Businesses face a tough fight to recruit the next generation of skilled cyber professionals, according to F-Secure chief executive officer Christian Fredrikson (pictured left).
He said even high-tech security companies are among those caught up in this battle as they look to meet the needs of firms of all sizes by recruiting and training new engineers.
"You don't need an average software guy, you need the best guys. The threats are growing and getting more sophisticated. Recruiting the best is the only way to build working protection. There's a hard battle for these resources," he said.
He added that recruiting the next generation of security professionals is doubly difficult as security companies need very specific, atypical skill sets that are not usually taught at universities.
"We need to train them on a different level to most software engineers, We've been OK on that so far, but we always have to work extremely hard to get the best talent. That's why we have to keep our company interesting by keeping it a high-tech, skills-driven place that will attract people who want to be able to do cool stuff and fight with the best," he said.
The F-Secure chief highlighted the number of open IT jobs with government security contractors as proof of his claim. "There's a hard competition for talent, just go to the subcontractors for the government and you'll see hundreds of open jobs being advertised," he said.
F-Secure chief research officer Mikko Hypponen also said last month that intelligence agencies are outsourcing cyber operations to third party companies, as a result of the skills gap.
Fredrikson said companies hoping to survive in the evolving security market will also have to radically rethink their strategies to deal with key trends, such as the consumerisation of IT.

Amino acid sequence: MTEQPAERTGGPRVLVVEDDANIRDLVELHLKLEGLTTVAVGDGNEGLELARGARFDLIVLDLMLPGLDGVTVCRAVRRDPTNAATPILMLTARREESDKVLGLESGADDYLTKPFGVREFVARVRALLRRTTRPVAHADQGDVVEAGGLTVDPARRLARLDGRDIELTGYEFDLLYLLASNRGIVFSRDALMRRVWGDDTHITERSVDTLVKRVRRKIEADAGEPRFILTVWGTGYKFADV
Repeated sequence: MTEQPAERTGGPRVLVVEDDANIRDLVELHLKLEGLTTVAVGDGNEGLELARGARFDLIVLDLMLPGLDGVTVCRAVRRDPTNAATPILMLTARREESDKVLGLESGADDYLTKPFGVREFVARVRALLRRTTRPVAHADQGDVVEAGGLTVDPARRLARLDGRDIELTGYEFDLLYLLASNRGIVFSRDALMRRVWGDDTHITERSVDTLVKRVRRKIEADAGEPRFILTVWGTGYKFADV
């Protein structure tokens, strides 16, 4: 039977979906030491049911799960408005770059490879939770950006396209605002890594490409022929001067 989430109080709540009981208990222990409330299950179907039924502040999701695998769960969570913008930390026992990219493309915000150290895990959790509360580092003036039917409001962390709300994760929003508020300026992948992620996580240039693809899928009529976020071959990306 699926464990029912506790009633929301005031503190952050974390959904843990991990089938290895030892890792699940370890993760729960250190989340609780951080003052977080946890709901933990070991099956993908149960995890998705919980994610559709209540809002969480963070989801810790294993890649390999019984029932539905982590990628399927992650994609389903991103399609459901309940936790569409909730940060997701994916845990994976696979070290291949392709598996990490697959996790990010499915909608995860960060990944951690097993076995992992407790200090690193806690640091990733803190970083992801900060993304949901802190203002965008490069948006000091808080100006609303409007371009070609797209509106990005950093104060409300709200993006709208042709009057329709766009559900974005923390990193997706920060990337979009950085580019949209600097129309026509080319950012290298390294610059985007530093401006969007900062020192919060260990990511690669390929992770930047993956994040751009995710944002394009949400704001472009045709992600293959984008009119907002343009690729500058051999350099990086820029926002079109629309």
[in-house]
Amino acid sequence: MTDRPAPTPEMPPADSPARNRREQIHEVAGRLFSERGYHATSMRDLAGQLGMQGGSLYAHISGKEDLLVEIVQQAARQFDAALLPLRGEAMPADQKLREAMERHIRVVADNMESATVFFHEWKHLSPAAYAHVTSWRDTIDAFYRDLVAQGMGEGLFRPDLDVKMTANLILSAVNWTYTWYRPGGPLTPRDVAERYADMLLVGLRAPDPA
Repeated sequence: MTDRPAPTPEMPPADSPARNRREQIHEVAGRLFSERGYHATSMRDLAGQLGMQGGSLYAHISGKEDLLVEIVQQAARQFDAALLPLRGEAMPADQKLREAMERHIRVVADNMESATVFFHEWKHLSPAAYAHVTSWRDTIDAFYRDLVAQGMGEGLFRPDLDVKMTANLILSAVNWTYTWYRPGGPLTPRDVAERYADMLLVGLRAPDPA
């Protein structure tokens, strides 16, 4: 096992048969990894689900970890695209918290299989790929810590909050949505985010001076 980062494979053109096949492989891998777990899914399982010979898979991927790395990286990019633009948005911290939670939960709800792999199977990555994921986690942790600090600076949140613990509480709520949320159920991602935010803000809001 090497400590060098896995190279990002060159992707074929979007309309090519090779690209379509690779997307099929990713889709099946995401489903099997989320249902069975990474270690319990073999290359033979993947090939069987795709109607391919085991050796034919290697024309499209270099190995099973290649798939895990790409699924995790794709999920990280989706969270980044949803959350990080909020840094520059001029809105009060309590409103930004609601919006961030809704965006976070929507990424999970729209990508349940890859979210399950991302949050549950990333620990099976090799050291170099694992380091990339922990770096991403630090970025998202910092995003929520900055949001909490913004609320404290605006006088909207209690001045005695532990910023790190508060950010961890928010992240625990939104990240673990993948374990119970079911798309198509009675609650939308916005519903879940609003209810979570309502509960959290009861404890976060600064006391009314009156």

"The consumerisation of IT, with things like BYOD [bring your own device], means we need to serve the consumers and the corporates. It's become unstoppable already, IT managers are suffering no matter what they do – people will just bring the device they want to use. That's the force of the mobile industry, people just want to have the devices they choose with them wherever they go," he said.
He added that security firms will also have to work hard to prove they can secure their customers' data if they hope to expand in a post-PRISM world.
"It's not just the big brother governments, but also the little sister, the companies and criminals. Democracy is something we fought to get and we shouldn't give it away so easily. We will follow the rules when it comes to court orders but that's it," he said.
The PRISM scandal broke earlier this year when whistleblower Edward Snowden leaked documents proving that the US National Security Agency (NSA) is gathering vast amounts of data from technology firms, such as Google and Microsoft. The news led to a backlash against high-tech companies as well as the NSA. Many analysts estimate that the PRISM scandal will cost the US cloud industry billions of dollars.